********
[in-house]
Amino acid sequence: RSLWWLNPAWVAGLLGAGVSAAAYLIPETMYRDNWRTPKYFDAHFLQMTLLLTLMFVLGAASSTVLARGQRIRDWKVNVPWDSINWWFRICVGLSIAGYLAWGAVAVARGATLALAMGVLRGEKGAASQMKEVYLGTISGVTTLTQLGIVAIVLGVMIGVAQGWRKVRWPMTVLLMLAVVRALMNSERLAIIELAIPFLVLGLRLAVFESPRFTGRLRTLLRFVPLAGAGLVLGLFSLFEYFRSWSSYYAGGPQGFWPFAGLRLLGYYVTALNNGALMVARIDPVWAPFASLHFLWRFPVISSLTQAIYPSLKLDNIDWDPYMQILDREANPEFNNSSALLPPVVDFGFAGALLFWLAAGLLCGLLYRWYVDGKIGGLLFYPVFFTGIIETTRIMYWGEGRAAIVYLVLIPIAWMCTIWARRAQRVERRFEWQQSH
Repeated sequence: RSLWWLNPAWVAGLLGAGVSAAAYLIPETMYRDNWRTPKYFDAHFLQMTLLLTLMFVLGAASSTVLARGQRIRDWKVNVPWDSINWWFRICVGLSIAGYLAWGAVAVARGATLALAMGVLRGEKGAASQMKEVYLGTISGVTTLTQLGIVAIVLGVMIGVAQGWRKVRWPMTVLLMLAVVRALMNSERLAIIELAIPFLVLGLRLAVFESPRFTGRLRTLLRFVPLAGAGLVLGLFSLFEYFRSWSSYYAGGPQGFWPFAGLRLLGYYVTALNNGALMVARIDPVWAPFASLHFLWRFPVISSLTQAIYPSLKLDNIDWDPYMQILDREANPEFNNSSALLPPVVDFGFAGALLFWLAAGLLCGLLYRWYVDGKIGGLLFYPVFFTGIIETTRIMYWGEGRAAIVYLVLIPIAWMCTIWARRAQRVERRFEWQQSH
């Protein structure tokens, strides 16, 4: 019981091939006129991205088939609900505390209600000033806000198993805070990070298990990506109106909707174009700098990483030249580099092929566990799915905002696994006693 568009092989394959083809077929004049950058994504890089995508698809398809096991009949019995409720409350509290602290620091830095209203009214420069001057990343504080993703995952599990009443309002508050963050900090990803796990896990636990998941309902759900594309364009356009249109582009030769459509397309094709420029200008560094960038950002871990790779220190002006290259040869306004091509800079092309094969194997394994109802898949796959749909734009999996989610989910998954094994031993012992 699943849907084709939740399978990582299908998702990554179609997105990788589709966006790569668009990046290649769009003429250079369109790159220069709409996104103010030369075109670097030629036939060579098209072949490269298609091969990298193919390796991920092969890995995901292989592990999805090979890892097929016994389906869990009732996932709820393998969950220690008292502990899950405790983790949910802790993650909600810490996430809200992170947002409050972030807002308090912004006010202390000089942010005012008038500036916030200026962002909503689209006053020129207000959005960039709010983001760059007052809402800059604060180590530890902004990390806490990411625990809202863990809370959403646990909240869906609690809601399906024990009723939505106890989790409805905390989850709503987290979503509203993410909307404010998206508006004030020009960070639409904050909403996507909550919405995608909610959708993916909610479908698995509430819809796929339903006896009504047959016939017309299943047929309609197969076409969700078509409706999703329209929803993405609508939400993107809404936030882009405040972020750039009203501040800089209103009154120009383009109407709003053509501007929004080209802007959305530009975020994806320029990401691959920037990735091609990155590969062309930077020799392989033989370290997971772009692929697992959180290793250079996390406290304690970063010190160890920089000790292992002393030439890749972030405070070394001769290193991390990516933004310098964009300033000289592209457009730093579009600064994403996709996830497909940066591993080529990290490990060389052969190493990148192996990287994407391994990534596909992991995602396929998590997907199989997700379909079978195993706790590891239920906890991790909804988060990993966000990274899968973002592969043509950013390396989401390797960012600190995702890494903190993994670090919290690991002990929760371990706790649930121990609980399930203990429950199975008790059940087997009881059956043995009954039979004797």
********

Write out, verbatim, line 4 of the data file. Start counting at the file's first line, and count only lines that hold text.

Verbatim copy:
């Protein structure tokens, strides 16, 4: 019981091939006129991205088939609900505390209600000033806000198993805070990070298990990506109106909707174009700098990483030249580099092929566990799915905002696994006693 568009092989394959083809077929004049950058994504890089995508698809398809096991009949019995409720409350509290602290620091830095209203009214420069001057990343504080993703995952599990009443309002508050963050900090990803796990896990636990998941309902759900594309364009356009249109582009030769459509397309094709420029200008560094960038950002871990790779220190002006290259040869306004091509800079092309094969194997394994109802898949796959749909734009999996989610989910998954094994031993012992 699943849907084709939740399978990582299908998702990554179609997105990788589709966006790569668009990046290649769009003429250079369109790159220069709409996104103010030369075109670097030629036939060579098209072949490269298609091969990298193919390796991920092969890995995901292989592990999805090979890892097929016994389906869990009732996932709820393998969950220690008292502990899950405790983790949910802790993650909600810490996430809200992170947002409050972030807002308090912004006010202390000089942010005012008038500036916030200026962002909503689209006053020129207000959005960039709010983001760059007052809402800059604060180590530890902004990390806490990411625990809202863990809370959403646990909240869906609690809601399906024990009723939505106890989790409805905390989850709503987290979503509203993410909307404010998206508006004030020009960070639409904050909403996507909550919405995608909610959708993916909610479908698995509430819809796929339903006896009504047959016939017309299943047929309609197969076409969700078509409706999703329209929803993405609508939400993107809404936030882009405040972020750039009203501040800089209103009154120009383009109407709003053509501007929004080209802007959305530009975020994806320029990401691959920037990735091609990155590969062309930077020799392989033989370290997971772009692929697992959180290793250079996390406290304690970063010190160890920089000790292992002393030439890749972030405070070394001769290193991390990516933004310098964009300033000289592209457009730093579009600064994403996709996830497909940066591993080529990290490990060389052969190493990148192996990287994407391994990534596909992991995602396929998590997907199989997700379909079978195993706790590891239920906890991790909804988060990993966000990274899968973002592969043509950013390396989401390797960012600190995702890494903190993994670090919290690991002990929760371990706790649930121990609980399930203990429950199975008790059940087997009881059956043995009954039979004797």